Covid-19 : Hospitals in Delhi plead for help as more patients die

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At least 12 patients, including a doctor, died when a prominent hospital ran out of oxygen on Saturday. Outside hospitals, families of patients who can’t find a bed are struggling to get hold of portable cylinders – sometimes standing in queues for up to 12 hours.
According to the BBC, Several big hospitals in Delhi are relying on daily oxygen supplies but they are not getting enough to keep some as backup in case of emergency.
One doctor described the situation as frightening, explaining: “Once you’ve used up your main tank, there is nothing to fall back on.”

And the oxygen crisis comes as coronavirus cases continue to surge.
Delhi alone reported more than 20,000 new infections and 407 deaths on Sunday.
‘My father was running out of oxygen’
Portable oxygen cylinders are the only way for patients in a serious condition to keep breathing at home when they can’t find a hospital bed – a major issue in Delhi.

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Abhishek Sharma’s father’s oxygen levels started dropping on Saturday. He rushed to the market to get him a cylinder.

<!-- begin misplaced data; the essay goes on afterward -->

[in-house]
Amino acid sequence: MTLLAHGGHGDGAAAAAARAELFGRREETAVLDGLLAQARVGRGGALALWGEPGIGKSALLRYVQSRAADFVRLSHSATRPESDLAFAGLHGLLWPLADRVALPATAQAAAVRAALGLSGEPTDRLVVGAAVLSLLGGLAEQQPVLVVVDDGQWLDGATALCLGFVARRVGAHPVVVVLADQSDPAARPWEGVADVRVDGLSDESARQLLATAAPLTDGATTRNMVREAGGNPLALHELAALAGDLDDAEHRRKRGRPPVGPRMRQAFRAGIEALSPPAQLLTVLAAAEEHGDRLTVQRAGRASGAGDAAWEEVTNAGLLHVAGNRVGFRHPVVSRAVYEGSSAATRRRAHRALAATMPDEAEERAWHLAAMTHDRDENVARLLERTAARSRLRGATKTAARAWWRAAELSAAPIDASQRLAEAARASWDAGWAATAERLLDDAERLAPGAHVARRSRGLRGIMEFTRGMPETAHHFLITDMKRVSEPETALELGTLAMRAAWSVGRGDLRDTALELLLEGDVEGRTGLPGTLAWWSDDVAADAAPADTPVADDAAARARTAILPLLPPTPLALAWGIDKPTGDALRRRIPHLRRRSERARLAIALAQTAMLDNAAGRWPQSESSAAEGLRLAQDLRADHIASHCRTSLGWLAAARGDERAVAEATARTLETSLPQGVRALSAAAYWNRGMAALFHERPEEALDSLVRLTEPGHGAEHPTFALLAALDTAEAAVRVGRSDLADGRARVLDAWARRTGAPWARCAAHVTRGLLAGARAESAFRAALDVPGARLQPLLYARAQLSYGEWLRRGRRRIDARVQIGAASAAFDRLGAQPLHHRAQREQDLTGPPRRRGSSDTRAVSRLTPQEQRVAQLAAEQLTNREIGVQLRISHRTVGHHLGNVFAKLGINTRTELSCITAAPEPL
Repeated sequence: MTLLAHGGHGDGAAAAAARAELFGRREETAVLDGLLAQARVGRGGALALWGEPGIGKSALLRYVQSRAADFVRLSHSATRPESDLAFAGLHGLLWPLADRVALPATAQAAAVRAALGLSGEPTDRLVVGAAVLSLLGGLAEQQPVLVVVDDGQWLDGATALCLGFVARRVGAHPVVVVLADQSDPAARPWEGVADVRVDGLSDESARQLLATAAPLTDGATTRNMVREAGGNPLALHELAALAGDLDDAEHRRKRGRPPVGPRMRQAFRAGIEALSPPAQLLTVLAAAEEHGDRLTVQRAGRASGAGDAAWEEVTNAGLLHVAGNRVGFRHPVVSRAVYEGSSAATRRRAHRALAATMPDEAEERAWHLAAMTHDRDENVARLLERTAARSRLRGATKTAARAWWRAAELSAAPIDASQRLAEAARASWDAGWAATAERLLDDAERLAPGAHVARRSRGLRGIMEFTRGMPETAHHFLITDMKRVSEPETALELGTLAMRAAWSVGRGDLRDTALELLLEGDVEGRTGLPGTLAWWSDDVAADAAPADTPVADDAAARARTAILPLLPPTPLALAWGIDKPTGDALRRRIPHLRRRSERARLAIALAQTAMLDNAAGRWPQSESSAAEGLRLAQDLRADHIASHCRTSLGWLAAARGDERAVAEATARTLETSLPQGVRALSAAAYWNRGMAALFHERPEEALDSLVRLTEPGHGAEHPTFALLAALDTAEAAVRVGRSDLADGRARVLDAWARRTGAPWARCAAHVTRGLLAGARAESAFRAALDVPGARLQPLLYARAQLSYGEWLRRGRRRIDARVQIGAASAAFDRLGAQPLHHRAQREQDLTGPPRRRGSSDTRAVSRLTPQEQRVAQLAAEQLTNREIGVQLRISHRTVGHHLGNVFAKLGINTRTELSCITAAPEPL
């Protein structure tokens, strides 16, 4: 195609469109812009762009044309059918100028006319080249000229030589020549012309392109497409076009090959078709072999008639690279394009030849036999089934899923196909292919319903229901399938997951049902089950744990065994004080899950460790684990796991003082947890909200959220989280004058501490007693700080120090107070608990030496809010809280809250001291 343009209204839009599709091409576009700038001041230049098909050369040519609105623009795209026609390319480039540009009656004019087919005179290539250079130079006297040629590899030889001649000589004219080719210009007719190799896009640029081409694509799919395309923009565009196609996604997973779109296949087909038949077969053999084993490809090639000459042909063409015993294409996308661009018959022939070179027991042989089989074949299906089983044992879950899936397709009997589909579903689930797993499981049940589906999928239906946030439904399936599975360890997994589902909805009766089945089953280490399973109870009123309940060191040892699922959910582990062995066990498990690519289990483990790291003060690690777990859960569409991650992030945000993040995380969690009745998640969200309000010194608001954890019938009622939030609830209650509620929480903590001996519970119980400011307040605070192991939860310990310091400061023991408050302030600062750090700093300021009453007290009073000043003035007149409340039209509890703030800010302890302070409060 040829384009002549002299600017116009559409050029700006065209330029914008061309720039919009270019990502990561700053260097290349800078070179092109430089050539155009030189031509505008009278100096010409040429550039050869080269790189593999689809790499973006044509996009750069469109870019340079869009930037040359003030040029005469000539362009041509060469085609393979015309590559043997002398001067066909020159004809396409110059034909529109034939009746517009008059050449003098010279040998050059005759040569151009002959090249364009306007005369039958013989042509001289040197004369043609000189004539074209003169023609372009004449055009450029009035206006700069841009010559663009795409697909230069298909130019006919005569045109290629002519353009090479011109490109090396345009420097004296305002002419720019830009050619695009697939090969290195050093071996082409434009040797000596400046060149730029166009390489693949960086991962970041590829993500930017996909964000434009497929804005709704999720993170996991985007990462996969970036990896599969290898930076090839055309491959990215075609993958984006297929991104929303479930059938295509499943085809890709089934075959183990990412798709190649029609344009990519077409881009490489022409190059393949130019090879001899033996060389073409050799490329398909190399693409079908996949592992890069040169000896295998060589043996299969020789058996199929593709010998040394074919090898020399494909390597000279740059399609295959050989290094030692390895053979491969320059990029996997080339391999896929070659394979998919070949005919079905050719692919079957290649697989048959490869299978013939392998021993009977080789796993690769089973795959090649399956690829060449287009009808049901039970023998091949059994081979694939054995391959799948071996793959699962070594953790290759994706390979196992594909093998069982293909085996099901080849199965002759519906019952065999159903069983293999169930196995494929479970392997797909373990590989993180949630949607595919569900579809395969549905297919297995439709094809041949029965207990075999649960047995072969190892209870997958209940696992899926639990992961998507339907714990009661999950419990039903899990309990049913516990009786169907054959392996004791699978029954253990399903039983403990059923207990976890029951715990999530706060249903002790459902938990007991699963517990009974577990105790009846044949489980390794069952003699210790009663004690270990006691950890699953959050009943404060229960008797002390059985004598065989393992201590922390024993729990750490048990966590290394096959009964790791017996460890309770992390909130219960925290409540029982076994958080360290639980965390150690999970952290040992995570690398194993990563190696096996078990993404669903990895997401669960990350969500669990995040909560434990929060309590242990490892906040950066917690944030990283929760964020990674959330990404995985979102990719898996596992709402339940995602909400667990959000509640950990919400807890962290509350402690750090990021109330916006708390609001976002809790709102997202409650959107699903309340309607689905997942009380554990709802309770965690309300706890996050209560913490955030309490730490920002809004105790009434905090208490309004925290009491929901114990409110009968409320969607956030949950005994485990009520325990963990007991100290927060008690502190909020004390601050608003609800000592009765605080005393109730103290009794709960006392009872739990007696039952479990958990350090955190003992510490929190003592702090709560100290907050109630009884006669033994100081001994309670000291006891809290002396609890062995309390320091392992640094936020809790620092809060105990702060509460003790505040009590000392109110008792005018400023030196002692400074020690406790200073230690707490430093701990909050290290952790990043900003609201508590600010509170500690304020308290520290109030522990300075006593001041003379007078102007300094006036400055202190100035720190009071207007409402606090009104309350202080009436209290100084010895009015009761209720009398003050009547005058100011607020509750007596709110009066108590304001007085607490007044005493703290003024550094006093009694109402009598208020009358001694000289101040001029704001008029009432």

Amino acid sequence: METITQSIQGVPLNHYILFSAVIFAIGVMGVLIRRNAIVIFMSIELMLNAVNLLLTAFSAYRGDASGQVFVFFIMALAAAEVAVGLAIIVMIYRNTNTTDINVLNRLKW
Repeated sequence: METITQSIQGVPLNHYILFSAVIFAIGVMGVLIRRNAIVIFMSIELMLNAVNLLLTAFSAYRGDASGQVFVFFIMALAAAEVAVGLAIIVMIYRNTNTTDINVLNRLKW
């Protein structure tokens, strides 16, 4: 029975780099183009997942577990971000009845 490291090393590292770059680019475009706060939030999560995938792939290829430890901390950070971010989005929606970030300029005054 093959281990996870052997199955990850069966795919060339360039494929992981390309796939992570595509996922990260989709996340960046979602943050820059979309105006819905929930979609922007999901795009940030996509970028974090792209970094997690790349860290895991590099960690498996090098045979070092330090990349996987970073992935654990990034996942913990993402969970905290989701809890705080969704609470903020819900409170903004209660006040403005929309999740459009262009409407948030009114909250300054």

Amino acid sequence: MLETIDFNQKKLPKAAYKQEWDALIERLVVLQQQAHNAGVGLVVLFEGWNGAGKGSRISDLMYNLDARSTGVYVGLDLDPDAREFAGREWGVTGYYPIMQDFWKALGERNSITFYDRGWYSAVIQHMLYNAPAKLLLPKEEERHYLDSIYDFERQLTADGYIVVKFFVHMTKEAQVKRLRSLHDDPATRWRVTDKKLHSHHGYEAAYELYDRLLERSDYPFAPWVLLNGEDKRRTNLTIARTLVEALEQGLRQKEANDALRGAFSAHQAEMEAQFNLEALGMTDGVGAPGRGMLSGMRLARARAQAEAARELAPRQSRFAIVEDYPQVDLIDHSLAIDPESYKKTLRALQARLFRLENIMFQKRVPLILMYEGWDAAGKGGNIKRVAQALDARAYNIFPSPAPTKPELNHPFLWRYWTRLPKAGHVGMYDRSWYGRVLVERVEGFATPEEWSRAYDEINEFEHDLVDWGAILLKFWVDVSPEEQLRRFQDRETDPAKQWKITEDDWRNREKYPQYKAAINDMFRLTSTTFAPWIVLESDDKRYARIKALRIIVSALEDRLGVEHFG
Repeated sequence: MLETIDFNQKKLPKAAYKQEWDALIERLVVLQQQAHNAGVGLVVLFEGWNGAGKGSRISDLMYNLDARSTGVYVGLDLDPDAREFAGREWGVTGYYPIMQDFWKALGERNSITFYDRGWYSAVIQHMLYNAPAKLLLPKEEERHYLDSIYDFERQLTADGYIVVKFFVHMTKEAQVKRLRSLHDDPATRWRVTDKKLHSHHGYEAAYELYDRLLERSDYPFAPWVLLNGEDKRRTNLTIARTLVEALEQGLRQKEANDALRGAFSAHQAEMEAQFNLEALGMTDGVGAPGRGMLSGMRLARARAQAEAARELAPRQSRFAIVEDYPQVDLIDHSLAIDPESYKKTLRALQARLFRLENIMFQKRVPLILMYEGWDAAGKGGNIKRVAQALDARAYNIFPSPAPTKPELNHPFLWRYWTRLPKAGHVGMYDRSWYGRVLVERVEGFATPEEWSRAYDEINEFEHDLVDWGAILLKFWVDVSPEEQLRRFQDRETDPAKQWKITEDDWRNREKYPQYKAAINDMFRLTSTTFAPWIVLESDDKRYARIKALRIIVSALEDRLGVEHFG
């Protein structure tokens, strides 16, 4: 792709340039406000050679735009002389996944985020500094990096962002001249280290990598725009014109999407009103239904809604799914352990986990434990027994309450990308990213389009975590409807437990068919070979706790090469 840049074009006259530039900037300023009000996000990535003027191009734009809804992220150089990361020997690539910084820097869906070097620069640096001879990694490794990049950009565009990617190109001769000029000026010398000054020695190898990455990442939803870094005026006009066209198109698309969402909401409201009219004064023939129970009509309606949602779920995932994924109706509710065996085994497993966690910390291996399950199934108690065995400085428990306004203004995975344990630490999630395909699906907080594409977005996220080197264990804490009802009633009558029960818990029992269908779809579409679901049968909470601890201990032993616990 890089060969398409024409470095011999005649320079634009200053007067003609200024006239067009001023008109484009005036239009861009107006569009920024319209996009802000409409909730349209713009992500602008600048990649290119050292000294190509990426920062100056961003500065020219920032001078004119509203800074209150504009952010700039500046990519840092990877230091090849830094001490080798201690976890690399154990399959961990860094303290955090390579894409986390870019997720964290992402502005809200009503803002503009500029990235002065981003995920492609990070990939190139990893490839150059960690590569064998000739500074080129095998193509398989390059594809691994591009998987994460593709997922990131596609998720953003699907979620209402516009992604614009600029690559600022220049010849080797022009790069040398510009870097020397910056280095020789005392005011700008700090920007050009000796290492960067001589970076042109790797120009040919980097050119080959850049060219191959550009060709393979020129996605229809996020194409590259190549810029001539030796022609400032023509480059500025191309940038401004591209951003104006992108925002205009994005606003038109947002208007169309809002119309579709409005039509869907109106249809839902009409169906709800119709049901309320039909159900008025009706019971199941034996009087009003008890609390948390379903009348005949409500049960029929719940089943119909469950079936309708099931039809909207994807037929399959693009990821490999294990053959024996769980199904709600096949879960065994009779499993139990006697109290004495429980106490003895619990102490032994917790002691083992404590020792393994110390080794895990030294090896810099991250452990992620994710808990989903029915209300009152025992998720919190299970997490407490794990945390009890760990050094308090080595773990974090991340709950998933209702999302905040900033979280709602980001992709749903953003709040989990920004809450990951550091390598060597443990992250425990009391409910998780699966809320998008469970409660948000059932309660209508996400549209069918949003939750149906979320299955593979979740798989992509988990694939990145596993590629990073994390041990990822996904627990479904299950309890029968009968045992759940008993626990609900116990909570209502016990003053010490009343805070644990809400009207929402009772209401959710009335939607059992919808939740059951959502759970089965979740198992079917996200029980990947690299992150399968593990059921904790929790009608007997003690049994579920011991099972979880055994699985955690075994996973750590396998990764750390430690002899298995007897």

After going to more than a dozen shops, he found a small cylinder which was good enough to last just six hours. He later went out and paid $944 (£683) to buy a big cylinder but it was empty. He took it to several filling stations but only one was willing to help and the queue was very long.

UK sends oxygen factories to support India

Last week, he UK sent further vital oxygen equipment to India in support of the country’s fight against COVID-19.

The oxygen units are each capable of producing 500 litres of oxygen per minute, enough for 50 people to use at a time. Oxygen is one of the main needs of India’s healthcare system.

This follows the UK’s recent action to support India, with 495 oxygen concentrators and 200 ventilators sent from surplus stocks. The first batch of these medical supplies arrived in Delhi around 01:00 local time on Tuesday 27 April, with the rest due to arrive in Delhi by Friday. The equipment will all then be transferred to Indian hospitals.

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